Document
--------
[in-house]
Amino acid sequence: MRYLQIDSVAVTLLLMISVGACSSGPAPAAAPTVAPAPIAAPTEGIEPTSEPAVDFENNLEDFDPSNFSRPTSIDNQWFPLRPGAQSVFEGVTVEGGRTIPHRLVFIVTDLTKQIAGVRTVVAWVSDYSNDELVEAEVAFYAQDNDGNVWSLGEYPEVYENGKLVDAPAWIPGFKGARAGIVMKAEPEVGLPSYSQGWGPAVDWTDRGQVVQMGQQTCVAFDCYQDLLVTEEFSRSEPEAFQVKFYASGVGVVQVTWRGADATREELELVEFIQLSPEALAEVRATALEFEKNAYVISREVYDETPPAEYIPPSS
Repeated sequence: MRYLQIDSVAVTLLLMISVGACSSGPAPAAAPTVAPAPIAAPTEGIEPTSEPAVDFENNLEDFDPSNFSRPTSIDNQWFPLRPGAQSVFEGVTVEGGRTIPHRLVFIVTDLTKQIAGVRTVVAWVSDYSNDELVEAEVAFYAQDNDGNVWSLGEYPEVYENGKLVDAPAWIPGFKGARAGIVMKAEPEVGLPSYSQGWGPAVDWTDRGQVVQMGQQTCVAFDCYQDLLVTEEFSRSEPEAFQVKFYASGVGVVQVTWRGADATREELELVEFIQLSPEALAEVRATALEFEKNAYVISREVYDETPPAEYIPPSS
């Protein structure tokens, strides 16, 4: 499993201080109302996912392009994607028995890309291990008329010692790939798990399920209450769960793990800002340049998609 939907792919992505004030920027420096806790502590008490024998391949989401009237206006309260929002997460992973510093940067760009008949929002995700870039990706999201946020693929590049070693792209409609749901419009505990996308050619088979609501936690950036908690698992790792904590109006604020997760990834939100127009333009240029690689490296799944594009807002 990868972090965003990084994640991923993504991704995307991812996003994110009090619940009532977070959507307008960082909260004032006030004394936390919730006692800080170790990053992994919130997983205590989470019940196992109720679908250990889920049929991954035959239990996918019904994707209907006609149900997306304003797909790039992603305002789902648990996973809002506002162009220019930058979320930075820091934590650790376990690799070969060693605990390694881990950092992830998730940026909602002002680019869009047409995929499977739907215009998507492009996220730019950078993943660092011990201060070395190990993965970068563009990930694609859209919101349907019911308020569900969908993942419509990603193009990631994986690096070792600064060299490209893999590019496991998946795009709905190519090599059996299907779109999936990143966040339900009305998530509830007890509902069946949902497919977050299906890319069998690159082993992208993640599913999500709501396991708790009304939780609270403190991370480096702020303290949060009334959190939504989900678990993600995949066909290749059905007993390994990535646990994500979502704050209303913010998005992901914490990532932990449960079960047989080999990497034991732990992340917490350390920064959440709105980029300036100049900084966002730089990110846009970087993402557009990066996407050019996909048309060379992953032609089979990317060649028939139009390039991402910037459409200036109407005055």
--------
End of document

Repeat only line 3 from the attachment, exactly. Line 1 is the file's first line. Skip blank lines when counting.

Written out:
Repeated sequence: MRYLQIDSVAVTLLLMISVGACSSGPAPAAAPTVAPAPIAAPTEGIEPTSEPAVDFENNLEDFDPSNFSRPTSIDNQWFPLRPGAQSVFEGVTVEGGRTIPHRLVFIVTDLTKQIAGVRTVVAWVSDYSNDELVEAEVAFYAQDNDGNVWSLGEYPEVYENGKLVDAPAWIPGFKGARAGIVMKAEPEVGLPSYSQGWGPAVDWTDRGQVVQMGQQTCVAFDCYQDLLVTEEFSRSEPEAFQVKFYASGVGVVQVTWRGADATREELELVEFIQLSPEALAEVRATALEFEKNAYVISREVYDETPPAEYIPPSS